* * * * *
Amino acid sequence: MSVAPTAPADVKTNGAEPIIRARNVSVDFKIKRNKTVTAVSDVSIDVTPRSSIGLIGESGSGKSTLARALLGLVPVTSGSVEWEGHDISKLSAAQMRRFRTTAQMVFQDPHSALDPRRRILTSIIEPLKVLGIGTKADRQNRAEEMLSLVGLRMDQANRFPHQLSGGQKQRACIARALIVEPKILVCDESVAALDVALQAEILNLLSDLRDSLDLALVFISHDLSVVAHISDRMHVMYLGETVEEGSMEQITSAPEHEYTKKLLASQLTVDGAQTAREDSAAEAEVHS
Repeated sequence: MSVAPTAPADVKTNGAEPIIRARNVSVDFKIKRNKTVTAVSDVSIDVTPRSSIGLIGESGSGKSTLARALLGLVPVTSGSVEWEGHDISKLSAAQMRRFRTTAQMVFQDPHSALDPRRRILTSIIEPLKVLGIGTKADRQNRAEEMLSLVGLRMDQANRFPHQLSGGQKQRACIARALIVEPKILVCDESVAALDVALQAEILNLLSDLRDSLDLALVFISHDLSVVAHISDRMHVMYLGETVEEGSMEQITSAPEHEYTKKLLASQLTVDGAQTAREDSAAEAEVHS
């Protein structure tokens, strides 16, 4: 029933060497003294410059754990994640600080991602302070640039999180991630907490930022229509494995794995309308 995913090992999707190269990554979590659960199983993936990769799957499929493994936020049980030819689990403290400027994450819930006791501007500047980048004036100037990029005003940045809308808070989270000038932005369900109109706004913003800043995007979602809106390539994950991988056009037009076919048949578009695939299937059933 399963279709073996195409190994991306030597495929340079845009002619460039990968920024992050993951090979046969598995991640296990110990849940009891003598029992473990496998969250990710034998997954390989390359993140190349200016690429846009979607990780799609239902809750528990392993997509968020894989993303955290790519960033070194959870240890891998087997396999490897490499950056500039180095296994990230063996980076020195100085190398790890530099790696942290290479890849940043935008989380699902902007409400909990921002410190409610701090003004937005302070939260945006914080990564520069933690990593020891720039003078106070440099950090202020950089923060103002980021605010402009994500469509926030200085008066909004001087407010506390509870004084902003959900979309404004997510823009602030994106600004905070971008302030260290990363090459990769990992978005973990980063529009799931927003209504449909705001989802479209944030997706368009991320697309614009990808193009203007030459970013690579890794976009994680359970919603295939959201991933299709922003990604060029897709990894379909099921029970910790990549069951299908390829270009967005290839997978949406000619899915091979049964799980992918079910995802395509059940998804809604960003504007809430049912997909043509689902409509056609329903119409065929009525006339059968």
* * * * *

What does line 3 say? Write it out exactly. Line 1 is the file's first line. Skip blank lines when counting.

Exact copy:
């Protein structure tokens, strides 16, 4: 029933060497003294410059754990994640600080991602302070640039999180991630907490930022229509494995794995309308 995913090992999707190269990554979590659960199983993936990769799957499929493994936020049980030819689990403290400027994450819930006791501007500047980048004036100037990029005003940045809308808070989270000038932005369900109109706004913003800043995007979602809106390539994950991988056009037009076919048949578009695939299937059933 399963279709073996195409190994991306030597495929340079845009002619460039990968920024992050993951090979046969598995991640296990110990849940009891003598029992473990496998969250990710034998997954390989390359993140190349200016690429846009979607990780799609239902809750528990392993997509968020894989993303955290790519960033070194959870240890891998087997396999490897490499950056500039180095296994990230063996980076020195100085190398790890530099790696942290290479890849940043935008989380699902902007409400909990921002410190409610701090003004937005302070939260945006914080990564520069933690990593020891720039003078106070440099950090202020950089923060103002980021605010402009994500469509926030200085008066909004001087407010506390509870004084902003959900979309404004997510823009602030994106600004905070971008302030260290990363090459990769990992978005973990980063529009799931927003209504449909705001989802479209944030997706368009991320697309614009990808193009203007030459970013690579890794976009994680359970919603295939959201991933299709922003990604060029897709990894379909099921029970910790990549069951299908390829270009967005290839997978949406000619899915091979049964799980992918079910995802395509059940998804809604960003504007809430049912997909043509689902409509056609329903119409065929009525006339059968």